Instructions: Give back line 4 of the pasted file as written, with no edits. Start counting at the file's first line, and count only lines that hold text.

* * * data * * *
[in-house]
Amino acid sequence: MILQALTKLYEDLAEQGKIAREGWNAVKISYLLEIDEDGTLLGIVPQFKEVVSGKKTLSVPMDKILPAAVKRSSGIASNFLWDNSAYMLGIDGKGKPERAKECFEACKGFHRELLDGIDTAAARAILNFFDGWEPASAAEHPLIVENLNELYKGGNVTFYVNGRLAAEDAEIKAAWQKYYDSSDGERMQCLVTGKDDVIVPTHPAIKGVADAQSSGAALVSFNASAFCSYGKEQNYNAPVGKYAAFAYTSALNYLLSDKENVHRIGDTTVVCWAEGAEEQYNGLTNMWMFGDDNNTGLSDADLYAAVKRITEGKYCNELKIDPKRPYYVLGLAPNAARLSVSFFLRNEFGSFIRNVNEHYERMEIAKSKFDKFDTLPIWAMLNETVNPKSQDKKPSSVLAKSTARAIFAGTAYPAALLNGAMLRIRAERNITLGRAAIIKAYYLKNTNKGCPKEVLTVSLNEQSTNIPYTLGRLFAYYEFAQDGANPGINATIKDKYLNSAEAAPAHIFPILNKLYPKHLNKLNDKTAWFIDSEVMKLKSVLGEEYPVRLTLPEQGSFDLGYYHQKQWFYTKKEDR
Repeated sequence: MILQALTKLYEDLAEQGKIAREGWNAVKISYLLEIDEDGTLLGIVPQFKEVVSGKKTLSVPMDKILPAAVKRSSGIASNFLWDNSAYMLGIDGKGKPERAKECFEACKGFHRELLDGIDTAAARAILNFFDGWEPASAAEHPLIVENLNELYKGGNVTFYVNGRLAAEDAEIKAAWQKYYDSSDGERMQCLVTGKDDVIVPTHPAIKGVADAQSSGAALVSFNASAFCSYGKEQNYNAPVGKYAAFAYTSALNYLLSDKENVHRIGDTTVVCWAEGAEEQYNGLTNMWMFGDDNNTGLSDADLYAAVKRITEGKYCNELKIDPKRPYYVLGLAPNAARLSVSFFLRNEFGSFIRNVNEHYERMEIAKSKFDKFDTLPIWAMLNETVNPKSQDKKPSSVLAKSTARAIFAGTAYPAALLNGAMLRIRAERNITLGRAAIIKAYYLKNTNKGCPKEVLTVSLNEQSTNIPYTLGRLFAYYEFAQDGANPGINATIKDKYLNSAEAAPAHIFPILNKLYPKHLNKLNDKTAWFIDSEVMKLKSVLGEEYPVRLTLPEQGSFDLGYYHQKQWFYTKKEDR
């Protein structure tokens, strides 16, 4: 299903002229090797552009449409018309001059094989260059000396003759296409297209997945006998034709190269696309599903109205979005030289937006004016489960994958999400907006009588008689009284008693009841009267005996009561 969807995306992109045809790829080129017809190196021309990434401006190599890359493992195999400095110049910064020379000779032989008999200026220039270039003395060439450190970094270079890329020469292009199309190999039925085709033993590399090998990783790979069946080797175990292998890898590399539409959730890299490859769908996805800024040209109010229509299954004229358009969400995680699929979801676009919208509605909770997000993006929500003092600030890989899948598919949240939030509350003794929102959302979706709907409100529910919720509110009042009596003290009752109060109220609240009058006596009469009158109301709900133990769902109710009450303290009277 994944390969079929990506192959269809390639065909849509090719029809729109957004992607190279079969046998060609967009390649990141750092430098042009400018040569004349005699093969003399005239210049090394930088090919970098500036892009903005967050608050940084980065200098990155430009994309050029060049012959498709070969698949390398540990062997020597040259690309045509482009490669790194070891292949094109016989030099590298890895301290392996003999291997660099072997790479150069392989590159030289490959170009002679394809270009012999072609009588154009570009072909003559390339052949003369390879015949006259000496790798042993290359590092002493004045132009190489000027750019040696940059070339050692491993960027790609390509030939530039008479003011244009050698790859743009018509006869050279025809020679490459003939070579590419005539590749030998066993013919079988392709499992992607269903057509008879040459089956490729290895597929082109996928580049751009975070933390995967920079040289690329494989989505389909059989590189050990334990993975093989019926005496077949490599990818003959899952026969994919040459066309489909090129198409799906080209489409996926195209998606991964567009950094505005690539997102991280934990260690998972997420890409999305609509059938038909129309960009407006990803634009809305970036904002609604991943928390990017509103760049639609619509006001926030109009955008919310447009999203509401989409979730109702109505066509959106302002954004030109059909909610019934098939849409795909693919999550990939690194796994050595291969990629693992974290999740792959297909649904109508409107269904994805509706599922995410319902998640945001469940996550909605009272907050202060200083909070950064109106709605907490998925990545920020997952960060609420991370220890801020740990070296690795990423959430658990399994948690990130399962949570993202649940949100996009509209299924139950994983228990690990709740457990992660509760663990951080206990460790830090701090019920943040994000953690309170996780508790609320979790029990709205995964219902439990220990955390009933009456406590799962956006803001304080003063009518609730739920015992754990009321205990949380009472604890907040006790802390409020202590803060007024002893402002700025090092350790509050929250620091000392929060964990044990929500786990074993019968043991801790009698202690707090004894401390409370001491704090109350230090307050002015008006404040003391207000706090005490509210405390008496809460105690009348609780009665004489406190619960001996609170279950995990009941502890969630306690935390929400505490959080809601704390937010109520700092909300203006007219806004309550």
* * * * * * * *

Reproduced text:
């Protein structure tokens, strides 16, 4: 299903002229090797552009449409018309001059094989260059000396003759296409297209997945006998034709190269696309599903109205979005030289937006004016489960994958999400907006009588008689009284008693009841009267005996009561 969807995306992109045809790829080129017809190196021309990434401006190599890359493992195999400095110049910064020379000779032989008999200026220039270039003395060439450190970094270079890329020469292009199309190999039925085709033993590399090998990783790979069946080797175990292998890898590399539409959730890299490859769908996805800024040209109010229509299954004229358009969400995680699929979801676009919208509605909770997000993006929500003092600030890989899948598919949240939030509350003794929102959302979706709907409100529910919720509110009042009596003290009752109060109220609240009058006596009469009158109301709900133990769902109710009450303290009277 994944390969079929990506192959269809390639065909849509090719029809729109957004992607190279079969046998060609967009390649990141750092430098042009400018040569004349005699093969003399005239210049090394930088090919970098500036892009903005967050608050940084980065200098990155430009994309050029060049012959498709070969698949390398540990062997020597040259690309045509482009490669790194070891292949094109016989030099590298890895301290392996003999291997660099072997790479150069392989590159030289490959170009002679394809270009012999072609009588154009570009072909003559390339052949003369390879015949006259000496790798042993290359590092002493004045132009190489000027750019040696940059070339050692491993960027790609390509030939530039008479003011244009050698790859743009018509006869050279025809020679490459003939070579590419005539590749030998066993013919079988392709499992992607269903057509008879040459089956490729290895597929082109996928580049751009975070933390995967920079040289690329494989989505389909059989590189050990334990993975093989019926005496077949490599990818003959899952026969994919040459066309489909090129198409799906080209489409996926195209998606991964567009950094505005690539997102991280934990260690998972997420890409999305609509059938038909129309960009407006990803634009809305970036904002609604991943928390990017509103760049639609619509006001926030109009955008919310447009999203509401989409979730109702109505066509959106302002954004030109059909909610019934098939849409795909693919999550990939690194796994050595291969990629693992974290999740792959297909649904109508409107269904994805509706599922995410319902998640945001469940996550909605009272907050202060200083909070950064109106709605907490998925990545920020997952960060609420991370220890801020740990070296690795990423959430658990399994948690990130399962949570993202649940949100996009509209299924139950994983228990690990709740457990992660509760663990951080206990460790830090701090019920943040994000953690309170996780508790609320979790029990709205995964219902439990220990955390009933009456406590799962956006803001304080003063009518609730739920015992754990009321205990949380009472604890907040006790802390409020202590803060007024002893402002700025090092350790509050929250620091000392929060964990044990929500786990074993019968043991801790009698202690707090004894401390409370001491704090109350230090307050002015008006404040003391207000706090005490509210405390008496809460105690009348609780009665004489406190619960001996609170279950995990009941502890969630306690935390929400505490959080809601704390937010109520700092909300203006007219806004309550």